[1] Katie

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  • Dedicated to Everyone who has a pressure.

Copyright © 2011 Lindsay Drummond

All rights reserved. No part of this publication may be reproduced, distributed, or transmitted in any form or by any means, including photocopying, recording, or other electronic or mechanical methods, without the prior written permission of the publisher, except in the case of brief quotations embodied in critical reviews and certain other noncommercial uses permitted by copyright law.


Authors Note:
This isn't meant to be proper poetry.

You are meant to read all the one's with the number one, then two and so on, not by characters. (Just click the next chapter button all the way through) Please comment, as I read every one! :)

Everyone has a pressure.

What's yours?


You stand in front of a full length mirror





You know you’ve gained weight.

But no matter who reassures you it’s not true,

You know it is.

You want to be pretty,

To be loved,

To be admired,

To be accepted.

But you’re not good enough.

You never were,

You never will be.

You tried not eating.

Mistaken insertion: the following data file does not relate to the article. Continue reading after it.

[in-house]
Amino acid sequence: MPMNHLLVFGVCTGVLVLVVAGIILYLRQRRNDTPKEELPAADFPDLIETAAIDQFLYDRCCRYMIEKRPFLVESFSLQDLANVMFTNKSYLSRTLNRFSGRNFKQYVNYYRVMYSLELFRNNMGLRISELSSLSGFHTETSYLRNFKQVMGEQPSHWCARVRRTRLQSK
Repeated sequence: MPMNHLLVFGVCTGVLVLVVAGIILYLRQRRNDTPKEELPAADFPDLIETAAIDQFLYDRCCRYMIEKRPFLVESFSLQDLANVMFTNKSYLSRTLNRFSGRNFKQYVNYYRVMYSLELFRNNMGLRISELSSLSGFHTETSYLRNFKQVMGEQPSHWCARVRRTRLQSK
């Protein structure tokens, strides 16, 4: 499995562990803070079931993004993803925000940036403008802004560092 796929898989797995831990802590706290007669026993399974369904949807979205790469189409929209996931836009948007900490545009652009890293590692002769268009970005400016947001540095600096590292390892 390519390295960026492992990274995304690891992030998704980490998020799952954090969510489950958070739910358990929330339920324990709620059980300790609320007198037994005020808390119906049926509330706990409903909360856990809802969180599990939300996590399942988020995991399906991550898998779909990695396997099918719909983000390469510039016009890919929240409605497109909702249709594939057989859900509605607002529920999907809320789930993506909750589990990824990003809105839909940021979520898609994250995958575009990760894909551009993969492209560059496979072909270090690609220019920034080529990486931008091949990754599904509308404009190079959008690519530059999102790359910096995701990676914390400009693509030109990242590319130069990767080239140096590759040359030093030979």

But soon people caught on.

You were labeled,

Made fun off,

Called names.

Your Mom made you see a doctor,

Tried to get you help.

But it never worked.

It never would.

He couldn’t make you feel pretty,



Or loved.

That comes from the inside.

But all the inside can see is what’s on the outside.

You sit down at the dinner table,

Where your divorcing parents watch you cautiously.

The house hasn’t sold yet.

So you’re stuck in a broken family until it does.

You pick up your fork,

And stab it into your steak.

Your parents watch with wary eyes.

They were not used to you actually eating.

But as you swallow your first bite,

They look away.


To see their sixteen year old daughter become normal.


To see you try to live.

But you aren’t suicidal.

At least not yet.

You just want to be pretty,

Like the girls at school.

You want them to accept you.

Like you.

Invite you.

Want you.

So you finish off every bite of your dinner.

Your parents watch as you rise from your seat.

They see you put your empty plate in the sink.

They think you’re okay,



But as you walk up the stairs,

You know you’re not.

You won’t be okay,

Until you get rid of your dinner.

You won’t be alright,

Until you lose weight.

You won’t be normal,

Until you’re accepted.

You shut the bathroom door,

And lock it behind you.

You turn on the shower,

To cover up the noise.

You lean over the toilet,

And stick your fingers down your throat.

You throw up your dinner,

And you know,

You're one step closer,

To being pretty.

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